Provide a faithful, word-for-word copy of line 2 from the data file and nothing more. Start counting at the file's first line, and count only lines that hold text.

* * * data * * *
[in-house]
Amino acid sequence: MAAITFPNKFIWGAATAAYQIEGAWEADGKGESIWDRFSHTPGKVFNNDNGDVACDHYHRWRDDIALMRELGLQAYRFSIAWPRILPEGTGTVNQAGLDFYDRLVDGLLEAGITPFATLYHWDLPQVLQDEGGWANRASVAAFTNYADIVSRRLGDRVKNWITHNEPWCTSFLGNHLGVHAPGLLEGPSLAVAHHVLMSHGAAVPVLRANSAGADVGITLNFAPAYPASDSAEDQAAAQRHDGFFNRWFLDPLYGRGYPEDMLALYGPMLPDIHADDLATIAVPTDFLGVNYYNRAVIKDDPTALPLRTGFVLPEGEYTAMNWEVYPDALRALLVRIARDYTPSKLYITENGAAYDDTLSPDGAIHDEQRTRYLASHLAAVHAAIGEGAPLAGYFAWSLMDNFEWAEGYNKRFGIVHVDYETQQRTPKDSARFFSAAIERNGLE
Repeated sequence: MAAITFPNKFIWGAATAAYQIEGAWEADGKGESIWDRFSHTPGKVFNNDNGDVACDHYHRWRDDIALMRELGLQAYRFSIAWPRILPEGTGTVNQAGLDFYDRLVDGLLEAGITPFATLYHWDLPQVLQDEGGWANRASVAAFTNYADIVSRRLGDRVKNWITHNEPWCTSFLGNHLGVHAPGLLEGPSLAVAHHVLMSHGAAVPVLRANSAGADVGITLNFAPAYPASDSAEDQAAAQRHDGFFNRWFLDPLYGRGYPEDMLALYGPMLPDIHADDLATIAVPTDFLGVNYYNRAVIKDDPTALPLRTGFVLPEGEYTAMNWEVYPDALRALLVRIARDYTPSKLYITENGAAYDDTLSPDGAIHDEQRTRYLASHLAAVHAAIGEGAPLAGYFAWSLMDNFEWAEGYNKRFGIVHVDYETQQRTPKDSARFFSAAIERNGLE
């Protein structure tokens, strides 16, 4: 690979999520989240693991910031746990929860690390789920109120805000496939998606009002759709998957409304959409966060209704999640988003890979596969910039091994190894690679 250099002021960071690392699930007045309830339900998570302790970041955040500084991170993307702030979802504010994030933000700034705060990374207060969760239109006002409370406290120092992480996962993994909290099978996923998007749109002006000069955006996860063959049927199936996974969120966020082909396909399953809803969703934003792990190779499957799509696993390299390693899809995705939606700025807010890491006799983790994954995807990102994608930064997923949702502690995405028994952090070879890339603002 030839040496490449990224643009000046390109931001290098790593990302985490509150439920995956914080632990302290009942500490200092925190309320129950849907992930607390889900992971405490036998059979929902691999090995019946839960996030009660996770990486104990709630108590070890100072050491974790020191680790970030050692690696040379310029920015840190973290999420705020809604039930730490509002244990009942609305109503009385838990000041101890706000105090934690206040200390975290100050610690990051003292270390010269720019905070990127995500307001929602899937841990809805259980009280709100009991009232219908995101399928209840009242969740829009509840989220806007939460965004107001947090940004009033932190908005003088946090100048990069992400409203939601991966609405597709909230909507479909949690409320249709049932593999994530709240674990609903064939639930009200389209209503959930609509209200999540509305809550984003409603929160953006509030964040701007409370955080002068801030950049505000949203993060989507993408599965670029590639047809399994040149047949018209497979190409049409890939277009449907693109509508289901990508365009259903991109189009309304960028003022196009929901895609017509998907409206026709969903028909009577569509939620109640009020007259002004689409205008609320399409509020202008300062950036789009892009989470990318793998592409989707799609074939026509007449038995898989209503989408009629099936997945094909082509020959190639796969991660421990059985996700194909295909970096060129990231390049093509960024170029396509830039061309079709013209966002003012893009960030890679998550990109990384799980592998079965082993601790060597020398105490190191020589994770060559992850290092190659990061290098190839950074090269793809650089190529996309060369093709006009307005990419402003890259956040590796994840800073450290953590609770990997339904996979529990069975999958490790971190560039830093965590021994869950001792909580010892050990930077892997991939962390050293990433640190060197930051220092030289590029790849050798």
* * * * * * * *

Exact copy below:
Amino acid sequence: MAAITFPNKFIWGAATAAYQIEGAWEADGKGESIWDRFSHTPGKVFNNDNGDVACDHYHRWRDDIALMRELGLQAYRFSIAWPRILPEGTGTVNQAGLDFYDRLVDGLLEAGITPFATLYHWDLPQVLQDEGGWANRASVAAFTNYADIVSRRLGDRVKNWITHNEPWCTSFLGNHLGVHAPGLLEGPSLAVAHHVLMSHGAAVPVLRANSAGADVGITLNFAPAYPASDSAEDQAAAQRHDGFFNRWFLDPLYGRGYPEDMLALYGPMLPDIHADDLATIAVPTDFLGVNYYNRAVIKDDPTALPLRTGFVLPEGEYTAMNWEVYPDALRALLVRIARDYTPSKLYITENGAAYDDTLSPDGAIHDEQRTRYLASHLAAVHAAIGEGAPLAGYFAWSLMDNFEWAEGYNKRFGIVHVDYETQQRTPKDSARFFSAAIERNGLE